The second card follows a similar structure but includes actual content instead of placeholders. It has an <img> element inside the "card-img" div, displaying an image sourced from the provided URL.

Finally, the closing tags </div>, </body>, and </html> close the corresponding elements in the HTML document.

This is the basic structure of our skeleton loader using HTML, and now we can move on to styling it using CSS.

Step 2 (CSS Code):

Once the basic HTML structure of the skeleton loader is in place, the next step is to add styling to the skeleton loader using CSS.

Next, we will create our CSS file. In this file, we will use some basic CSS rules to create our skeleton loader.

Here's an explanation of the code:

The CSS rule *, *:after, *:before applies the box-sizing: border-box property to all elements, their pseudo-elements, and their pseudo-selectors. This ensures that the total width and height of elements include the padding and border, rather than being affected by them.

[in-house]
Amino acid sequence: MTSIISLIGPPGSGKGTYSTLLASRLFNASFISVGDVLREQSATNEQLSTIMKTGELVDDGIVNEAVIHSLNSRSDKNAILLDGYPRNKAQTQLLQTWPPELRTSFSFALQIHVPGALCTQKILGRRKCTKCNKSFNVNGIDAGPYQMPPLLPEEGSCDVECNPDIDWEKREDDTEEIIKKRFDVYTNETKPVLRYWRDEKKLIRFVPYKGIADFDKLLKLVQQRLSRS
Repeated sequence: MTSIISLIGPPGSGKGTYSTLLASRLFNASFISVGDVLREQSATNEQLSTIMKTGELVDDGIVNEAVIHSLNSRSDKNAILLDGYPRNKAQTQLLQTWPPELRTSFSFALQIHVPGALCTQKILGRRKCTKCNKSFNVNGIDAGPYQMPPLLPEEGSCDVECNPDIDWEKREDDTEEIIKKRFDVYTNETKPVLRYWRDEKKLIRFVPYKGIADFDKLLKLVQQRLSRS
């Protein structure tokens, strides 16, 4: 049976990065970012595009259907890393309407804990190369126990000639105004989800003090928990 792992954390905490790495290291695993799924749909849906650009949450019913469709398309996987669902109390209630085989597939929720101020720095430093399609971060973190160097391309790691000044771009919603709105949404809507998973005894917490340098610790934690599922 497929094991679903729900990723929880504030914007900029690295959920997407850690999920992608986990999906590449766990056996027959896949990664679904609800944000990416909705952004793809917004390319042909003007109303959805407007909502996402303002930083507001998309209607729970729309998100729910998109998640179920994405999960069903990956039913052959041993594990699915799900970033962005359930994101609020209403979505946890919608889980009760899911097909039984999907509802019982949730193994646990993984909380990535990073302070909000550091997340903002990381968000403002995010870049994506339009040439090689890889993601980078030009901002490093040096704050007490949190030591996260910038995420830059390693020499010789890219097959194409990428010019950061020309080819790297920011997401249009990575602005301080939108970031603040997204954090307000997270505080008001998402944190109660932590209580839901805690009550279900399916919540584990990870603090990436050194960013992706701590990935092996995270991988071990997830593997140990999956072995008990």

The body selector sets the styles for the body element. It specifies the font family as "Inter" (a sans-serif font) and sets the background color to #f2f5f7.

The .card class styles a card component. It uses flexbox for layout (display: flex) with a column direction (flex-direction: column). The flex-basis, flex-shrink, and flex-grow properties control the behavior of the flex item within its flex container. The max-width property sets the maximum width of the card to 100%. It has a white background color (background-color: #FFF), a box shadow, and rounded corners (border-radius: 10px). The overflow: hidden property ensures that any content exceeding the card's boundaries is clipped. It also has some margin (margin: 1rem) for spacing.

The .card-img class styles the image container within the card. It sets the padding-bottom to 56.25% to maintain an aspect ratio for the image. The position: relative property is used to position the image element inside the container. The image itself (card-img img) is set to occupy 100% width of its container.

The .card-body class sets padding around the content inside the card.

The .card-title class styles the title of the card. It defines the font size, line height, and font weight.

The .card-title.skeleton class adds additional styles for a skeleton loading effect. It sets a minimum height for the title and adds border-radius to create a rounded corner effect.